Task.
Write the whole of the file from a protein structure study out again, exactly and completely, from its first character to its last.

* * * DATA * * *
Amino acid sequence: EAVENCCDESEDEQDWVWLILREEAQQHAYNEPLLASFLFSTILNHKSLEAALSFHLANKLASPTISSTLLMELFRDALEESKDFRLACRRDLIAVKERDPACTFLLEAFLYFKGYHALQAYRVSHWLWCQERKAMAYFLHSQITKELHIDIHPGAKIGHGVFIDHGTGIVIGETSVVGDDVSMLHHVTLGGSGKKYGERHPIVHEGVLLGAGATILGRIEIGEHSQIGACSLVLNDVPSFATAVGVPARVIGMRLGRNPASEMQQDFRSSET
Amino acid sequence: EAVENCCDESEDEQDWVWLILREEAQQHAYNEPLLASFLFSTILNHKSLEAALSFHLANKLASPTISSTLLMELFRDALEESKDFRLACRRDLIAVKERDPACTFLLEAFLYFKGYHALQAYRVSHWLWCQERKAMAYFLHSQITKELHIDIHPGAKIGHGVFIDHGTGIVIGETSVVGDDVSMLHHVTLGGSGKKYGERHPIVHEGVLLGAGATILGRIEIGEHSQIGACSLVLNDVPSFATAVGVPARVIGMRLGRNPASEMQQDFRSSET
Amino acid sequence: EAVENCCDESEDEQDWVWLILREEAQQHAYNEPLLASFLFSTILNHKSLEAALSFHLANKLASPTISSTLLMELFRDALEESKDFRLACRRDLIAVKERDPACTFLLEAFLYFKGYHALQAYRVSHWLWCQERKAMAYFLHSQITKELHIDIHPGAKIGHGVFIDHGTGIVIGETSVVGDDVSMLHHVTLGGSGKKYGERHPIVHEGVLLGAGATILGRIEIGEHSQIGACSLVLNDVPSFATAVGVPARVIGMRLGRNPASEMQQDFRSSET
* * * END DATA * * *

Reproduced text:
Amino acid sequence: EAVENCCDESEDEQDWVWLILREEAQQHAYNEPLLASFLFSTILNHKSLEAALSFHLANKLASPTISSTLLMELFRDALEESKDFRLACRRDLIAVKERDPACTFLLEAFLYFKGYHALQAYRVSHWLWCQERKAMAYFLHSQITKELHIDIHPGAKIGHGVFIDHGTGIVIGETSVVGDDVSMLHHVTLGGSGKKYGERHPIVHEGVLLGAGATILGRIEIGEHSQIGACSLVLNDVPSFATAVGVPARVIGMRLGRNPASEMQQDFRSSET
Amino acid sequence: EAVENCCDESEDEQDWVWLILREEAQQHAYNEPLLASFLFSTILNHKSLEAALSFHLANKLASPTISSTLLMELFRDALEESKDFRLACRRDLIAVKERDPACTFLLEAFLYFKGYHALQAYRVSHWLWCQERKAMAYFLHSQITKELHIDIHPGAKIGHGVFIDHGTGIVIGETSVVGDDVSMLHHVTLGGSGKKYGERHPIVHEGVLLGAGATILGRIEIGEHSQIGACSLVLNDVPSFATAVGVPARVIGMRLGRNPASEMQQDFRSSET
Amino acid sequence: EAVENCCDESEDEQDWVWLILREEAQQHAYNEPLLASFLFSTILNHKSLEAALSFHLANKLASPTISSTLLMELFRDALEESKDFRLACRRDLIAVKERDPACTFLLEAFLYFKGYHALQAYRVSHWLWCQERKAMAYFLHSQITKELHIDIHPGAKIGHGVFIDHGTGIVIGETSVVGDDVSMLHHVTLGGSGKKYGERHPIVHEGVLLGAGATILGRIEIGEHSQIGACSLVLNDVPSFATAVGVPARVIGMRLGRNPASEMQQDFRSSET